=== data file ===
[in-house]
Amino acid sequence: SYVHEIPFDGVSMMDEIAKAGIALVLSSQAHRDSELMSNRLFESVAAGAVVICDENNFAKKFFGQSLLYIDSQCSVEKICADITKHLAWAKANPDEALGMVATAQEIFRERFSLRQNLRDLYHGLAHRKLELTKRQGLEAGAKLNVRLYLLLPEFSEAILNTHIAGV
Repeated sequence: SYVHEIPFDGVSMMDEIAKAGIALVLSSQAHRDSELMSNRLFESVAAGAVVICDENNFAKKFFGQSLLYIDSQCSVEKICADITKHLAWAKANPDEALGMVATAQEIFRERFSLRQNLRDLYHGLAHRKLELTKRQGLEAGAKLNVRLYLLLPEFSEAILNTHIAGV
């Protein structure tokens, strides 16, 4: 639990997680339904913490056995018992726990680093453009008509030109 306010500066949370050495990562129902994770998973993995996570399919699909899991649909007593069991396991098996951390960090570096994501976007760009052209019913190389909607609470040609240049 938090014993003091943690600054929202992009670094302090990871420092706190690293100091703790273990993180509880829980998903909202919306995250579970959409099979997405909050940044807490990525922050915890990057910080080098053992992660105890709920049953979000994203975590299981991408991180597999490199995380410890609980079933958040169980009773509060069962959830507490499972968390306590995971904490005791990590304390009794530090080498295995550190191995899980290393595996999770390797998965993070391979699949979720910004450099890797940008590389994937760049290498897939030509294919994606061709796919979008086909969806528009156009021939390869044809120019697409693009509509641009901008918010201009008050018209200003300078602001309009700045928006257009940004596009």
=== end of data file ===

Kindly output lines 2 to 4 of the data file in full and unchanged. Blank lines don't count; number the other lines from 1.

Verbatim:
Amino acid sequence: SYVHEIPFDGVSMMDEIAKAGIALVLSSQAHRDSELMSNRLFESVAAGAVVICDENNFAKKFFGQSLLYIDSQCSVEKICADITKHLAWAKANPDEALGMVATAQEIFRERFSLRQNLRDLYHGLAHRKLELTKRQGLEAGAKLNVRLYLLLPEFSEAILNTHIAGV
Repeated sequence: SYVHEIPFDGVSMMDEIAKAGIALVLSSQAHRDSELMSNRLFESVAAGAVVICDENNFAKKFFGQSLLYIDSQCSVEKICADITKHLAWAKANPDEALGMVATAQEIFRERFSLRQNLRDLYHGLAHRKLELTKRQGLEAGAKLNVRLYLLLPEFSEAILNTHIAGV
């Protein structure tokens, strides 16, 4: 639990997680339904913490056995018992726990680093453009008509030109 306010500066949370050495990562129902994770998973993995996570399919699909899991649909007593069991396991098996951390960090570096994501976007760009052209019913190389909607609470040609240049 938090014993003091943690600054929202992009670094302090990871420092706190690293100091703790273990993180509880829980998903909202919306995250579970959409099979997405909050940044807490990525922050915890990057910080080098053992992660105890709920049953979000994203975590299981991408991180597999490199995380410890609980079933958040169980009773509060069962959830507490499972968390306590995971904490005791990590304390009794530090080498295995550190191995899980290393595996999770390797998965993070391979699949979720910004450099890797940008590389994937760049290498897939030509294919994606061709796919979008086909969806528009156009021939390869044809120019697409693009509509641009901008918010201009008050018209200003300078602001309009700045928006257009940004596009």